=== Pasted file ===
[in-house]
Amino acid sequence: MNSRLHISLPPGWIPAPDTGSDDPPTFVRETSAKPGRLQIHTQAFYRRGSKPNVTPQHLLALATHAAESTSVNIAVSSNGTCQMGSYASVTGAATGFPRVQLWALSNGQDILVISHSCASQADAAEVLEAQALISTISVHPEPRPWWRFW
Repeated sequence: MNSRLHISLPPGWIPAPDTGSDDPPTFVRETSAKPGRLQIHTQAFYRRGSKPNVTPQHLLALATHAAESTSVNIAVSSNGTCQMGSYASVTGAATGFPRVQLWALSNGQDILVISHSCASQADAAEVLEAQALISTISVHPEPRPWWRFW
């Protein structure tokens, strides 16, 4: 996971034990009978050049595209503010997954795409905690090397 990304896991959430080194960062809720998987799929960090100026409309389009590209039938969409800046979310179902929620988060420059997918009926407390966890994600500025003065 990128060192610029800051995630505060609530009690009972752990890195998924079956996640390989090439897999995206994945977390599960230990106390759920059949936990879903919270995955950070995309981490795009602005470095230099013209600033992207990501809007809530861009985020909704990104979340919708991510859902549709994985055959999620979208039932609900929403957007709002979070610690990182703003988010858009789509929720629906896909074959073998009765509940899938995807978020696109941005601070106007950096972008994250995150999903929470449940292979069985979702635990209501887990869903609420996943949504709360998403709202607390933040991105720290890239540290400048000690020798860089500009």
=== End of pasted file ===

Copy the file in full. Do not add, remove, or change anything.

[in-house]
Amino acid sequence: MNSRLHISLPPGWIPAPDTGSDDPPTFVRETSAKPGRLQIHTQAFYRRGSKPNVTPQHLLALATHAAESTSVNIAVSSNGTCQMGSYASVTGAATGFPRVQLWALSNGQDILVISHSCASQADAAEVLEAQALISTISVHPEPRPWWRFW
Repeated sequence: MNSRLHISLPPGWIPAPDTGSDDPPTFVRETSAKPGRLQIHTQAFYRRGSKPNVTPQHLLALATHAAESTSVNIAVSSNGTCQMGSYASVTGAATGFPRVQLWALSNGQDILVISHSCASQADAAEVLEAQALISTISVHPEPRPWWRFW
């Protein structure tokens, strides 16, 4: 996971034990009978050049595209503010997954795409905690090397 990304896991959430080194960062809720998987799929960090100026409309389009590209039938969409800046979310179902929620988060420059997918009926407390966890994600500025003065 990128060192610029800051995630505060609530009690009972752990890195998924079956996640390989090439897999995206994945977390599960230990106390759920059949936990879903919270995955950070995309981490795009602005470095230099013209600033992207990501809007809530861009985020909704990104979340919708991510859902549709994985055959999620979208039932609900929403957007709002979070610690990182703003988010858009789509929720629906896909074959073998009765509940899938995807978020696109941005601070106007950096972008994250995150999903929470449940292979069985979702635990209501887990869903609420996943949504709360998403709202607390933040991105720290890239540290400048000690020798860089500009």